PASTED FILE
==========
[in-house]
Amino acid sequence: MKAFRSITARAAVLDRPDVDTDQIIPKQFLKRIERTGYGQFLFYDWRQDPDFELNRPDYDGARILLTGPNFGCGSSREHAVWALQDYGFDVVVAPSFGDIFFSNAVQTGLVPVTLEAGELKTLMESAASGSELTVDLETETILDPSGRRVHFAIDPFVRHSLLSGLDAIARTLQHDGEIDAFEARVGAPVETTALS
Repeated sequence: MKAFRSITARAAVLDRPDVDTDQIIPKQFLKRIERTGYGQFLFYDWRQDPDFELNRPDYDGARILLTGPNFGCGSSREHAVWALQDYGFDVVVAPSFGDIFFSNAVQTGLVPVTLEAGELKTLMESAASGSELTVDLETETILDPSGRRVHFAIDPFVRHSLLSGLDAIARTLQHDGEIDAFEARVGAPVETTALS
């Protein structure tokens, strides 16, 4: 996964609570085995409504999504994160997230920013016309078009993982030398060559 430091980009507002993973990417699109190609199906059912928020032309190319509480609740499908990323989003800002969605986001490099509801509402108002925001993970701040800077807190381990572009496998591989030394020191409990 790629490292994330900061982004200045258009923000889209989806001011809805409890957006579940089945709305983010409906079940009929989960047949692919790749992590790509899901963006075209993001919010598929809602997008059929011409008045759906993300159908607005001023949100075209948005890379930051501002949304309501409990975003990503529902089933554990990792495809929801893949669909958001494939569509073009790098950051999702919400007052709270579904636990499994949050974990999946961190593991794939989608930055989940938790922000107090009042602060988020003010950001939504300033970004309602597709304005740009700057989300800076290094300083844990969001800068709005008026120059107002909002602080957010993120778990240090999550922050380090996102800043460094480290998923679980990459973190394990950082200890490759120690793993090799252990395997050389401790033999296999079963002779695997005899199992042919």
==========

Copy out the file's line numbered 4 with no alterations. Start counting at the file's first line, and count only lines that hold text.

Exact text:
């Protein structure tokens, strides 16, 4: 996964609570085995409504999504994160997230920013016309078009993982030398060559 430091980009507002993973990417699109190609199906059912928020032309190319509480609740499908990323989003800002969605986001490099509801509402108002925001993970701040800077807190381990572009496998591989030394020191409990 790629490292994330900061982004200045258009923000889209989806001011809805409890957006579940089945709305983010409906079940009929989960047949692919790749992590790509899901963006075209993001919010598929809602997008059929011409008045759906993300159908607005001023949100075209948005890379930051501002949304309501409990975003990503529902089933554990990792495809929801893949669909958001494939569509073009790098950051999702919400007052709270579904636990499994949050974990999946961190593991794939989608930055989940938790922000107090009042602060988020003010950001939504300033970004309602597709304005740009700057989300800076290094300083844990969001800068709005008026120059107002909002602080957010993120778990240090999550922050380090996102800043460094480290998923679980990459973190394990950082200890490759120690793993090799252990395997050389401790033999296999079963002779695997005899199992042919």